Declines in neonatal mortality have been attributed to neonatal intensive care. An alternative to the “better care” hypothesis is the “better babies” hypothesis; ie, very low birth weight infants are delivered less ill and therefore have better survival.
We ascertained outcomes of all live births <1500 g in two prospective inception cohorts. We estimated mortality risk from birth weight and illness severity on admission and measured therapeutic intensity. We calculated logistic regression models to estimate the changing odds of mortality between cohorts.
Two cohorts in the same two hospitals, 5 years apart (1989–1990 and 1994–1995) (totaln = 739).
Neonatal intensive care unit mortality declined from 17.1% to 9.5%, and total mortality declined from 31.6% to 18.4%. Cohort 2 had lower risk (higher birth weight, gestational age, and Apgar scores and lower admission illness severity for newborns ≥750 g). Risk-adjusted mortality declined (odds ratio, 0.52; confidence interval, 0.29–0.96). One third of the decline was attributable to “better babies” and two thirds to “better care.” Use of surfactant, mechanical ventilation, and pressors became more aggressive, but decreases in monitoring, procedures, and transfusions resulted in little change in therapeutic intensity.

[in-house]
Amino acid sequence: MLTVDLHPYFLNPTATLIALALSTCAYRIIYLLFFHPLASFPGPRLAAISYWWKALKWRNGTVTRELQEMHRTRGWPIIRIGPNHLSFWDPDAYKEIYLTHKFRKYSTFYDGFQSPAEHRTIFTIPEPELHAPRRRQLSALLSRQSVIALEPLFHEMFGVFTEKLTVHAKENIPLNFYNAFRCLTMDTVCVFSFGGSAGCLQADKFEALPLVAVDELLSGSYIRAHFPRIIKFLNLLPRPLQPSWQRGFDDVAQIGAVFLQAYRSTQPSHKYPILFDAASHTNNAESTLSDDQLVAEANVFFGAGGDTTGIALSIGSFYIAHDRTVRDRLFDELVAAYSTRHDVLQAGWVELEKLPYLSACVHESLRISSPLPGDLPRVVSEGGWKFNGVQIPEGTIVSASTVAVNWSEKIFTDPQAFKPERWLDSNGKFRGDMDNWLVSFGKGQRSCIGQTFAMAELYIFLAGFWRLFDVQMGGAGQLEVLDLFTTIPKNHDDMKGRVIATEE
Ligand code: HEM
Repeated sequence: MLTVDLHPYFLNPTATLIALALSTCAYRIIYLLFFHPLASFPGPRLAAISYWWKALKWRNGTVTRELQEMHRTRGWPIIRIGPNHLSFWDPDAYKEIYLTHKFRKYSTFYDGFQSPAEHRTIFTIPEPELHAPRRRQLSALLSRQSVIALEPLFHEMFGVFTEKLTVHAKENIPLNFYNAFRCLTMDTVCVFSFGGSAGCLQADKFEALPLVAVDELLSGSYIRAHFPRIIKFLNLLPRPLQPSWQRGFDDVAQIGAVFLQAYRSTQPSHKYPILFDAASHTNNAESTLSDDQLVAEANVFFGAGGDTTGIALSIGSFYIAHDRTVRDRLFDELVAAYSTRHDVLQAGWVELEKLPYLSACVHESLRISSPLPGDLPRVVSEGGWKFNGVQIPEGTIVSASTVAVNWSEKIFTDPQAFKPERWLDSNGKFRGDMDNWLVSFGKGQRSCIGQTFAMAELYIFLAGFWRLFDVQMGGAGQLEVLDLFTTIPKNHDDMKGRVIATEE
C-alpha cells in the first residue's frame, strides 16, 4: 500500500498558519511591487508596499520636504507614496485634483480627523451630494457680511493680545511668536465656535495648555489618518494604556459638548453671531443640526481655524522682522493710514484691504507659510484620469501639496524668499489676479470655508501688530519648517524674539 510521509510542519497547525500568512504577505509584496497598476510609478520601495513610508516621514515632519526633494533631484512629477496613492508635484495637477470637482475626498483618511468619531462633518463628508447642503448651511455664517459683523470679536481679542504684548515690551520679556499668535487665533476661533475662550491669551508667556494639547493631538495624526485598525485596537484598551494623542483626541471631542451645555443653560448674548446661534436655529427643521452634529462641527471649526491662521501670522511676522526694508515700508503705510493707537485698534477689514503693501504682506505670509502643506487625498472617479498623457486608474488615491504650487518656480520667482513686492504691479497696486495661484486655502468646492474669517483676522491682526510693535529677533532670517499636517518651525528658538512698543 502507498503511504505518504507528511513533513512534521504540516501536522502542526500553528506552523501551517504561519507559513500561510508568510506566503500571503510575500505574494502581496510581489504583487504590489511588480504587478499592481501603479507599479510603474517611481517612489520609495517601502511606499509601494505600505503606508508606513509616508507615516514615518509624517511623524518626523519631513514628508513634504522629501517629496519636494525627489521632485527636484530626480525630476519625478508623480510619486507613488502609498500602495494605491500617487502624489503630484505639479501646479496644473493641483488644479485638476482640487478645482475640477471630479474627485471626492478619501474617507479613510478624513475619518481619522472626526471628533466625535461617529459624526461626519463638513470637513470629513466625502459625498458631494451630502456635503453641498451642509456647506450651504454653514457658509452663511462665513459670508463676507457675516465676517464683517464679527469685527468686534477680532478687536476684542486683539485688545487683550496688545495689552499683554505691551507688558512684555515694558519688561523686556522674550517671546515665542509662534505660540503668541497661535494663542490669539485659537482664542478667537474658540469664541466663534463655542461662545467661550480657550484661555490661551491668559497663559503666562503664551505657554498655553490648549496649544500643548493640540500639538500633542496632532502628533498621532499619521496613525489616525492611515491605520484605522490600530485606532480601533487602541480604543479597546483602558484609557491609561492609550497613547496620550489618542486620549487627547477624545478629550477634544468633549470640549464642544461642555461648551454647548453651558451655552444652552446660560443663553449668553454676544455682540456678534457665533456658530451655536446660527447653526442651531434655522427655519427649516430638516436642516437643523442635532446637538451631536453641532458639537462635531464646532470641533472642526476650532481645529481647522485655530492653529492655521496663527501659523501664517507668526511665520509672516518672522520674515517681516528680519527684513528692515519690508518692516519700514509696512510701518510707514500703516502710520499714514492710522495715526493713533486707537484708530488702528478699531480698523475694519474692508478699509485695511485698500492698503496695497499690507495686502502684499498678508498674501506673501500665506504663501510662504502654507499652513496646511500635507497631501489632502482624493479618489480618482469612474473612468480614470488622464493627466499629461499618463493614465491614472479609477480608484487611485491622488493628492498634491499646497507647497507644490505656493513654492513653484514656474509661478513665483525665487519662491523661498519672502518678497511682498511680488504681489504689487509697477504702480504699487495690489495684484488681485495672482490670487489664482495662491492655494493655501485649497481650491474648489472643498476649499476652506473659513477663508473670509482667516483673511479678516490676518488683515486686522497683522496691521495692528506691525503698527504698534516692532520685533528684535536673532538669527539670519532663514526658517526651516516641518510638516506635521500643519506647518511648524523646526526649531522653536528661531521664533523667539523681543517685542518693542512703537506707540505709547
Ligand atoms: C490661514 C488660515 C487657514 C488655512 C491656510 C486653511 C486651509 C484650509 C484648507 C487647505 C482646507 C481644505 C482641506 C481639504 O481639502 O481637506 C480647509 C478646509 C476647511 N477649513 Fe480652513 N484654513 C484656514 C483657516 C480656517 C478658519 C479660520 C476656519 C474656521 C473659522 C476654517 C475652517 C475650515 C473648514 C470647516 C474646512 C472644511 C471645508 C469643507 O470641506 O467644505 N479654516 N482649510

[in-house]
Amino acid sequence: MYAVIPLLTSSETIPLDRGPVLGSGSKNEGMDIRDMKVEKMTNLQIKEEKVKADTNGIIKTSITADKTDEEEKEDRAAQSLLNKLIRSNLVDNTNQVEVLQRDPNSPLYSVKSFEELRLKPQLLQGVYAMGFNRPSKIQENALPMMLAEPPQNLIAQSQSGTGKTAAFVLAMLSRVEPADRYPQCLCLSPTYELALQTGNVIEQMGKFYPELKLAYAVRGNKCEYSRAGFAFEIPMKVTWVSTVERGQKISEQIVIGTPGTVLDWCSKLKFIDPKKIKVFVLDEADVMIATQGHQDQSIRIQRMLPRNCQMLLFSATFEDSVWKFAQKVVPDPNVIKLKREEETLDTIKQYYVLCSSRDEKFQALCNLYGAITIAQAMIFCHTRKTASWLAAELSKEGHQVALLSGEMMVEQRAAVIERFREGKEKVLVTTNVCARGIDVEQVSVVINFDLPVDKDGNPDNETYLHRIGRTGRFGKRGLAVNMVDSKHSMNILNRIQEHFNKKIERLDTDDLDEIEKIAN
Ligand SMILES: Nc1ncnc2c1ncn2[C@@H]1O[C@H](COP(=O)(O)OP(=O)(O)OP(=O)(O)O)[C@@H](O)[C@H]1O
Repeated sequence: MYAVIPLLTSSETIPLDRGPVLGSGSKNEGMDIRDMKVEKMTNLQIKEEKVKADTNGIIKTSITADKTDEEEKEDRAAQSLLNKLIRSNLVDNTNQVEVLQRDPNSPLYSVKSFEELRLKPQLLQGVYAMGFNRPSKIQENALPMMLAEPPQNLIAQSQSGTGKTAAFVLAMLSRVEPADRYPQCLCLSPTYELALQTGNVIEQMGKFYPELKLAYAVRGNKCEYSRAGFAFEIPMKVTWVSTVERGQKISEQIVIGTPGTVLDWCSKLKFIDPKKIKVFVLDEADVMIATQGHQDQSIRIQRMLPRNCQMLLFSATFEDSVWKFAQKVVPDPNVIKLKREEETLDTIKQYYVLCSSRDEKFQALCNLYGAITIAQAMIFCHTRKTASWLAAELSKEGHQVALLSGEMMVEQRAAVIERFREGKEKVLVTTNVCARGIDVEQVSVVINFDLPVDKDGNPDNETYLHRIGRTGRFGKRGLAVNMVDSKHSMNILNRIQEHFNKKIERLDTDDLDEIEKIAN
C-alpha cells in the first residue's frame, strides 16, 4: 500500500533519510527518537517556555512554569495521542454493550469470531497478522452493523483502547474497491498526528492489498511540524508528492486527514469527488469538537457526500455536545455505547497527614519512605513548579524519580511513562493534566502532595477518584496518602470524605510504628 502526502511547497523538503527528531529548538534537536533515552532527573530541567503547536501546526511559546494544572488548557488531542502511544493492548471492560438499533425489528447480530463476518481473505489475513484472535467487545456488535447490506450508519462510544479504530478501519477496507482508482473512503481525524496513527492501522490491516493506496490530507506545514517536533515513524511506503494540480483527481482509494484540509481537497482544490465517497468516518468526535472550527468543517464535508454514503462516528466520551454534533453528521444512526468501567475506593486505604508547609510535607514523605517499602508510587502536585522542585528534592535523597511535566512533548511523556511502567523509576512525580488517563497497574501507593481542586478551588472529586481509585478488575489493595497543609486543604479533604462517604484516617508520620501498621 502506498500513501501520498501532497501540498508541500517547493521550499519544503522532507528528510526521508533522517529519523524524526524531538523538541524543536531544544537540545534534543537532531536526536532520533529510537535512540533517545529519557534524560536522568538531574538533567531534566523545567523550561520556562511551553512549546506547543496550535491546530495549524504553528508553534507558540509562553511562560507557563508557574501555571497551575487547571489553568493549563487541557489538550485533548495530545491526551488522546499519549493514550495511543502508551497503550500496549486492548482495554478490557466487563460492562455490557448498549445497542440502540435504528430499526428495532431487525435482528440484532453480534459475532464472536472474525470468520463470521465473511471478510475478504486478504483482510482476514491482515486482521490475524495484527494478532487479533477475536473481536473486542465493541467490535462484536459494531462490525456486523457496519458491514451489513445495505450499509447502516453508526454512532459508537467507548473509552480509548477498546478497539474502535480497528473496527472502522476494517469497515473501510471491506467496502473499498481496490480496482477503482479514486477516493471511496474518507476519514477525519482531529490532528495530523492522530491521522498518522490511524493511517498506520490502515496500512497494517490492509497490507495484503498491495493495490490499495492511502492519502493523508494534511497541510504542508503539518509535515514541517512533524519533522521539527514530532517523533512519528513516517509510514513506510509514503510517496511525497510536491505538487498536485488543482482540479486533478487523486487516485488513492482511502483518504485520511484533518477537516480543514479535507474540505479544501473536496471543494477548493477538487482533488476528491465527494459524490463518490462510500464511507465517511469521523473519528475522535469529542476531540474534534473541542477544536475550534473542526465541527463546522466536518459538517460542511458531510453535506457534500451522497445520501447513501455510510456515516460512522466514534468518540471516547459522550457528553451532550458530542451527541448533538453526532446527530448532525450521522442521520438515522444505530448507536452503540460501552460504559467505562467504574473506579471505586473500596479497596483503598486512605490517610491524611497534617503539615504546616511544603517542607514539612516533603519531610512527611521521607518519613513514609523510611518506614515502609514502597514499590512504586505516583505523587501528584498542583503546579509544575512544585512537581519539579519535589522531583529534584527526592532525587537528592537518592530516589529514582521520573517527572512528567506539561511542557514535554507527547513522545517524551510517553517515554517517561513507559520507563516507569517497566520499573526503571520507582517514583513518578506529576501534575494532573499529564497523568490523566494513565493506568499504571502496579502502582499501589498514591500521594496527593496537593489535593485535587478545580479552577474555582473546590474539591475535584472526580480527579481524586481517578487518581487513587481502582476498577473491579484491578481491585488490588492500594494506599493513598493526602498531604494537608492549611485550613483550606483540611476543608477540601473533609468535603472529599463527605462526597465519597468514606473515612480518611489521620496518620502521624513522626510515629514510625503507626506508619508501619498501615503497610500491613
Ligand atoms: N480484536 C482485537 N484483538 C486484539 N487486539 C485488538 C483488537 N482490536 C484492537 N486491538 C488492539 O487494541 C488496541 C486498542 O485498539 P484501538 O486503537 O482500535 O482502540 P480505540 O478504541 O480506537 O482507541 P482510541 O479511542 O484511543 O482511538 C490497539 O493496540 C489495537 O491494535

Mortality decreased nearly 50% for infants <1500 g in 5 years. One third of this decline is attributable to improved condition on admission that reflects improving obstetric and delivery room care. Two thirds of the decline is attributable to more effective newborn intensive care, which was associated with greater aggressiveness of respiratory and cardiovascular treatments. Attribution of improved birth weight specific mortality solely to neonatal intensive care may underestimate the contribution of high-risk obstetric care in providing “better babies.”